Monday, November 4, 2013

Meadowfoam seed oil

I've finally had a chance to play with meadowfoam seed oil and I'm really enjoying it, so let's take a look at this exciting oil before we do some formulating with it.

Meadowfoam flowers are found on Vancouver Island in Canada and northern California and southern Oregon, which makes it a local product for me! The INCI is Limnathes alba (meadowfoam) seed oil. It's made by crushing the seeds, which give up 20% to 30% oil. It has a shelf life of a year because of its weird fatty acid make-up, and it is said it can extend the life of other oils when we combine them with meadowfoam seed oil. Being an oil, it is soluble in other oils and oil soluble things, and not soluble or mixable with water or water soluble things.

Related posts: Why oil and water don't mix

It's a funny oil with its fatty acids found as eicosenoic acid (C20:1) at 61% to 63%, docosenoic acid or erucic acid (C22:1) at 12% to 16%, with other C20 and C22 acids making up about 27%.

We also find eicosenoic acid in jojoba oil and a bit in borage oil, but I'm still not sure what it brings to our skin. If you want an ingredient that is cheaper than jojoba with a lighter feel and less waxiness, meadowfoam is a great choice.

It has about 2% unsaponifiables, which is where we find the phytosterols and polyphenols of an oil.

With all those double bonds, why is this a stable oil? "The stability is due to the fact that the double bonds are not conjugated and the to the presence of natural anti-oxidants in the oil" unlike something like linoleic acid, which can have conjugated bonds if it's a conjugated linoleic acid. (We'll take a look at that in more depth tomorrow!)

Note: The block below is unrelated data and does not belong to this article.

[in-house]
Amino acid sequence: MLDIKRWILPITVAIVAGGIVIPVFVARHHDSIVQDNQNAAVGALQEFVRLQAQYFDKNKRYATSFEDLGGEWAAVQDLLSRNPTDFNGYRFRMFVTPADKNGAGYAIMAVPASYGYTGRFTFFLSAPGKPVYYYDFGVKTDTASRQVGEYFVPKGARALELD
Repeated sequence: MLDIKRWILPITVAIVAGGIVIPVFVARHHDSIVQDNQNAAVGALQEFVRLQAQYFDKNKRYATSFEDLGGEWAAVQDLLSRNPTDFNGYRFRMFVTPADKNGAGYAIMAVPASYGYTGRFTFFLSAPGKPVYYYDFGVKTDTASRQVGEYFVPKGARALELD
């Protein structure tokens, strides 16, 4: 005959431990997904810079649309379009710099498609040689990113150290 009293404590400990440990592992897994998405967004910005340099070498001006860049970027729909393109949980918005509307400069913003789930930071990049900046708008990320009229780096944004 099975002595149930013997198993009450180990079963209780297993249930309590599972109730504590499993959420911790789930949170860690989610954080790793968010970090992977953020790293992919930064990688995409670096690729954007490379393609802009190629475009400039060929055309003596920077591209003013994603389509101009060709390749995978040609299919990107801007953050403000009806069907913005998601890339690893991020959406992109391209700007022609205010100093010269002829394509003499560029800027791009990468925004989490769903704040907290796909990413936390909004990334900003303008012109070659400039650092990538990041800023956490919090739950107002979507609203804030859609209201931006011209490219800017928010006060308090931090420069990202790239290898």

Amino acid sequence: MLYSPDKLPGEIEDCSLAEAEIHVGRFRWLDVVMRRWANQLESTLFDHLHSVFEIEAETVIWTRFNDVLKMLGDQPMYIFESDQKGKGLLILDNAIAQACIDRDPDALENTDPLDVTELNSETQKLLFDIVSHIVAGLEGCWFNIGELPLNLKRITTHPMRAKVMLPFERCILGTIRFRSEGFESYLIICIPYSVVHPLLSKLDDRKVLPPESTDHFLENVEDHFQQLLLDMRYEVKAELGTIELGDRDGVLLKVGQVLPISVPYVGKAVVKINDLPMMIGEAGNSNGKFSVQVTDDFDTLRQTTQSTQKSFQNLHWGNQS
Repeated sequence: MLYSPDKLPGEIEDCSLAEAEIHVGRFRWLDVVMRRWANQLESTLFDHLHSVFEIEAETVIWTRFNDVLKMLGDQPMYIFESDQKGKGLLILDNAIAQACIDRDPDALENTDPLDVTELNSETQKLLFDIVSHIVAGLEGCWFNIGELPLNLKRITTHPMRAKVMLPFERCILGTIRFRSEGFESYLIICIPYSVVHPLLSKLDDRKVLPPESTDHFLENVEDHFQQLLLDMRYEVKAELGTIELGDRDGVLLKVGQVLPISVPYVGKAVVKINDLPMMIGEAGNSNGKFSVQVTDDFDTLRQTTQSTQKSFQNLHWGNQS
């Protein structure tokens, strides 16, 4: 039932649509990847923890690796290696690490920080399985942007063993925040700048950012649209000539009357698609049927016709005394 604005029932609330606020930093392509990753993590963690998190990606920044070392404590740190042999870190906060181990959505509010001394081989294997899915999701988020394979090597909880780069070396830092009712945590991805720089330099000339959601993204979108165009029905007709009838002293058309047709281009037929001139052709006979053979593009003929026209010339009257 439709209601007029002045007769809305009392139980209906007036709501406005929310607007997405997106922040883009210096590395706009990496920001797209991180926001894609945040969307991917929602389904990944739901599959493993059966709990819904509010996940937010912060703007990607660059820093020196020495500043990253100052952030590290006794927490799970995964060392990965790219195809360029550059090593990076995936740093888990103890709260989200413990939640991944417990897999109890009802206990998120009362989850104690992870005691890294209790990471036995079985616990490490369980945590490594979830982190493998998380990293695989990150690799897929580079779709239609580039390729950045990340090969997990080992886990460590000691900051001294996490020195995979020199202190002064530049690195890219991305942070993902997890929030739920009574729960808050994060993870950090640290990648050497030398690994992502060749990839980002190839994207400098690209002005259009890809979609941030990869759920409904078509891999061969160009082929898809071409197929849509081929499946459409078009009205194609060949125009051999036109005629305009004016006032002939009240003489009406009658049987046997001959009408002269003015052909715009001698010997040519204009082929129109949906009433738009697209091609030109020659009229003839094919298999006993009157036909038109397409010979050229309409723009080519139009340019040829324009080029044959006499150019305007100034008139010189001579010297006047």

How does meadofoam seed oil feel? I compared it to soy bean, evening primrose, and kukui nut oils. I found it felt as light as those oils, was less oily feeling than the soy bean oil but more oily feeling than the evening primrose and kukui nut oils, and it offered more rub in time than the kukui nut oil but less than the soy bean and evening primrose. I found that my skin felt like the oil was still on it an hour later, while the kukui nut oil and evening primrose oil didn't feel like it was still there in any significant quantity. I would classify this as a light feeling, medium greasy feeling oil in my own categorization. (Your opinion may be different than mine.)

How do we use it? Use it like we would other oils. If you're worried about exposing it to heat, just think about all the protection it has from oxidation, which is what can happen when we heat an oil. It'll be just fine. I've seen it suggested for usage at up to 5%, but there's no reason you can't go higher.

It's a slightly more expensive oil - on par with evening primrose and kukui nut at my local supplier - so you might want to use it at lower levels. It seems like most people are using it as an oil extender than for its inherent qualities, and you can use it at up 5% for that purpose. For any other purpose, you can use it up to 100%.

Related posts:
Does heating & holding damage our oils?
Heating, holding, freezing & thawing our ingredients